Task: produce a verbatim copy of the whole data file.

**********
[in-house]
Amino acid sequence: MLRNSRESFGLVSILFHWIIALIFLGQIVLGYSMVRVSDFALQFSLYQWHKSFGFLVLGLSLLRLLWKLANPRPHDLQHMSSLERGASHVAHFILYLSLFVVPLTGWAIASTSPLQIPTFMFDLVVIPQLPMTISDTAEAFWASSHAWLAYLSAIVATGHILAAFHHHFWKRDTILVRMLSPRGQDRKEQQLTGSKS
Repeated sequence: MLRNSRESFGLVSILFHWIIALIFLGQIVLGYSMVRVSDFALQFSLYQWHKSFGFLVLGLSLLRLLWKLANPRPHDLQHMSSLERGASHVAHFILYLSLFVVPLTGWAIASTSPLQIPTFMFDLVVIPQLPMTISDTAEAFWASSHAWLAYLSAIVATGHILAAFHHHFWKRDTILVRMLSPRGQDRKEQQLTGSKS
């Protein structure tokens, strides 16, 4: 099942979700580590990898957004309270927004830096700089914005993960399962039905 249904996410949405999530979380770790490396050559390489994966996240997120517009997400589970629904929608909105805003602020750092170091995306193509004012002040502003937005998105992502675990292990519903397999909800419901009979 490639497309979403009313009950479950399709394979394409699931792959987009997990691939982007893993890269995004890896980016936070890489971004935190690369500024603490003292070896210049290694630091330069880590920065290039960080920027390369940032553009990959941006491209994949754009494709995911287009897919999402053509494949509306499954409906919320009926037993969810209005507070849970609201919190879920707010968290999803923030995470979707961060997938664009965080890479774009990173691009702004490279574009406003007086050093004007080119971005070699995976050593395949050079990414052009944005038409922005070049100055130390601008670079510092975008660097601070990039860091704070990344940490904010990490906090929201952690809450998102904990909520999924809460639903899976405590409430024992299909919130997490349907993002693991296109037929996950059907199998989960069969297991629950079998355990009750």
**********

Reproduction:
[in-house]
Amino acid sequence: MLRNSRESFGLVSILFHWIIALIFLGQIVLGYSMVRVSDFALQFSLYQWHKSFGFLVLGLSLLRLLWKLANPRPHDLQHMSSLERGASHVAHFILYLSLFVVPLTGWAIASTSPLQIPTFMFDLVVIPQLPMTISDTAEAFWASSHAWLAYLSAIVATGHILAAFHHHFWKRDTILVRMLSPRGQDRKEQQLTGSKS
Repeated sequence: MLRNSRESFGLVSILFHWIIALIFLGQIVLGYSMVRVSDFALQFSLYQWHKSFGFLVLGLSLLRLLWKLANPRPHDLQHMSSLERGASHVAHFILYLSLFVVPLTGWAIASTSPLQIPTFMFDLVVIPQLPMTISDTAEAFWASSHAWLAYLSAIVATGHILAAFHHHFWKRDTILVRMLSPRGQDRKEQQLTGSKS
């Protein structure tokens, strides 16, 4: 099942979700580590990898957004309270927004830096700089914005993960399962039905 249904996410949405999530979380770790490396050559390489994966996240997120517009997400589970629904929608909105805003602020750092170091995306193509004012002040502003937005998105992502675990292990519903397999909800419901009979 490639497309979403009313009950479950399709394979394409699931792959987009997990691939982007893993890269995004890896980016936070890489971004935190690369500024603490003292070896210049290694630091330069880590920065290039960080920027390369940032553009990959941006491209994949754009494709995911287009897919999402053509494949509306499954409906919320009926037993969810209005507070849970609201919190879920707010968290999803923030995470979707961060997938664009965080890479774009990173691009702004490279574009406003007086050093004007080119971005070699995976050593395949050079990414052009944005038409922005070049100055130390601008670079510092975008660097601070990039860091704070990344940490904010990490906090929201952690809450998102904990909520999924809460639903899976405590409430024992299909919130997490349907993002693991296109037929996950059907199998989960069969297991629950079998355990009750």